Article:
Hillary Clinton on Friday delivered her unequivocal support for President Barack Obama's decision to normalize diplomatic relations with the Castro government by calling on Congress to go a step further and lift the longtime trade embargo on Cuba.
In remarks at Florida International University, where Sen. Marco Rubio (R-Fla.), a Cuban-American, occasionally teaches political science classes, Clinton pushed for broad engagement with the Cuban people as a means of undermining "hardliners in Havana."
Republicans "have it backwards," she said. "Engagement is not a gift to the Castros — it is a threat to the Castros. An American embassy in Havana isn't a concession — it's a beacon. Lifting the embargo doesn't set back the cause of freedom, it advances freedom where it is most desperately needed."
In a statement released Friday morning, former Florida Gov. Jeb Bush, another GOP presidential contender, described it as "insulting to many residents of Miami for Hillary Clinton to come here to endorse a retreat in the struggle for democracy in Cuba."
"The Obama-Clinton policy is rooted in a false narrative that paints the embargo as a relic of the Cold War," Bush said. "They claim to want to free Cuba from the past, but they misunderstand the present. The Cuban people are not imprisoned by the past, they are imprisoned by the Castro regime."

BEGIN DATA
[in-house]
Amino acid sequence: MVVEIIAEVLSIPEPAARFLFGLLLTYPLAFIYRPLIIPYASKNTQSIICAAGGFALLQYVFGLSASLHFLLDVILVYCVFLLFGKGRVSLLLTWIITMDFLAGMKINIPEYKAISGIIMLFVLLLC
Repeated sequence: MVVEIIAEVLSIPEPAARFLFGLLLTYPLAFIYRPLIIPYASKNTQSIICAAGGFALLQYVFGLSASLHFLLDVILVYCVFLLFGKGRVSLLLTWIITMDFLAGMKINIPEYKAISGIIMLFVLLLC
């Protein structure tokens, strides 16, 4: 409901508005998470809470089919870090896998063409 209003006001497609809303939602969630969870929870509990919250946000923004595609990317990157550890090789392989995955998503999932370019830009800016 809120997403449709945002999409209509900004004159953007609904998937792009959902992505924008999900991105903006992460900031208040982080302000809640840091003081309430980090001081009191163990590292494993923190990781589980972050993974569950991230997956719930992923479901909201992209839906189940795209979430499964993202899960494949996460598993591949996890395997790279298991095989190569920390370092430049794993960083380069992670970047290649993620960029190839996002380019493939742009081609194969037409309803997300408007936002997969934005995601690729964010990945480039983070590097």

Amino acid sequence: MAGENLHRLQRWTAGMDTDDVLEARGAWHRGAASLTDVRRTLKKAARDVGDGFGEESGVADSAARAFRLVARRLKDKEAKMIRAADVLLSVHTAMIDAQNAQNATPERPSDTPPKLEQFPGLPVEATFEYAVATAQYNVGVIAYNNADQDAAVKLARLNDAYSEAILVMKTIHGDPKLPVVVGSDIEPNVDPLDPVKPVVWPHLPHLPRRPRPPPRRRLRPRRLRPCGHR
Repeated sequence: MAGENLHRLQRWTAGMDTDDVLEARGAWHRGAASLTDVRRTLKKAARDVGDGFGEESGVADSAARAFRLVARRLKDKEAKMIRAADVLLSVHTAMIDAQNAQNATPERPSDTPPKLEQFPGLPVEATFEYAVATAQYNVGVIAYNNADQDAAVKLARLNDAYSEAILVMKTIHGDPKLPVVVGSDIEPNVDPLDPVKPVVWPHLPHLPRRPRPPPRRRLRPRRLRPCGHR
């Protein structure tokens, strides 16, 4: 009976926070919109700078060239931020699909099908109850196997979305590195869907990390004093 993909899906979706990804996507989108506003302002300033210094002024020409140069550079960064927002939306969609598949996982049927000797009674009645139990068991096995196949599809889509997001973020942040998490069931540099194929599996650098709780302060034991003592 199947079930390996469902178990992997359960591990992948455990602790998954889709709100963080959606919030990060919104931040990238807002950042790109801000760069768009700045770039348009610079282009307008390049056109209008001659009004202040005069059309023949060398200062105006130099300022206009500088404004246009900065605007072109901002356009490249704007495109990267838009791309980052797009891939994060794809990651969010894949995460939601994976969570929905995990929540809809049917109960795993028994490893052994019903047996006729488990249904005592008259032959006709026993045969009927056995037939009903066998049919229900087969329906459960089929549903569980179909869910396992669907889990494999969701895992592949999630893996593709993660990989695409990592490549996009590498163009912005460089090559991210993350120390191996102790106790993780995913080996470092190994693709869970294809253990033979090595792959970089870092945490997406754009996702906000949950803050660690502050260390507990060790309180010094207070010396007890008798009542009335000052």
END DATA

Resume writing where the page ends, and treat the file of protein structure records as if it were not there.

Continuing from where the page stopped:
Rubio also preempted the speech, but with a tweet questioning Clinton's foreign policy judgment. In the image below, his team photoshopped Cuban president Raul Castro's head onto the body of Russian Foreign Minister Sergey Lavrov.
Changing course: "If this had happened in 1988, you would have had protests — at best. It would have been very confrontational and provocative," Dario Moreno, a pollster and political scientist at FIU, told Politico before Clinton's speech. "But the times are changing, public opinion is changing."
Clinton may have been an early supporter of opening up relations with Cuba during her tenure in the Obama administration, but conceded in her speech that she had spent decades pursuing stricter policies. The Helms-Burton Act, signed by President Bill Clinton in 1996, gave Congress the power to override an executive decision to lift the sanctions. In her speech Friday, Clinton said she backed the bill when it came to her husband's desk.
"But as secretary of state," she continued, "it became clear to me that our policy of isolating Cuba was strengthening the Castros' grip on power rather than weakening it — and harming our broader efforts to restore American leadership across the hemisphere."
Clinton's position is unlikely to harm her presidential bid. An MSNBC/Telemundo/Marist poll from April found 59% of Americans were in favor of Obama's early gestures toward reconciliation with Cuba.
Forty-six percent of respondents to a nationwide survey of 1,400 Hispanic voters conducted in June by Bendixen & Amandi International with the Tarrance Group said the Cuba question would have no influence on their vote.
Among Hispanic voters in Florida, a key presidential swing state, 32% said they were more likely to back a candidate who supported the new policies, while just 19% said they would be less inclined.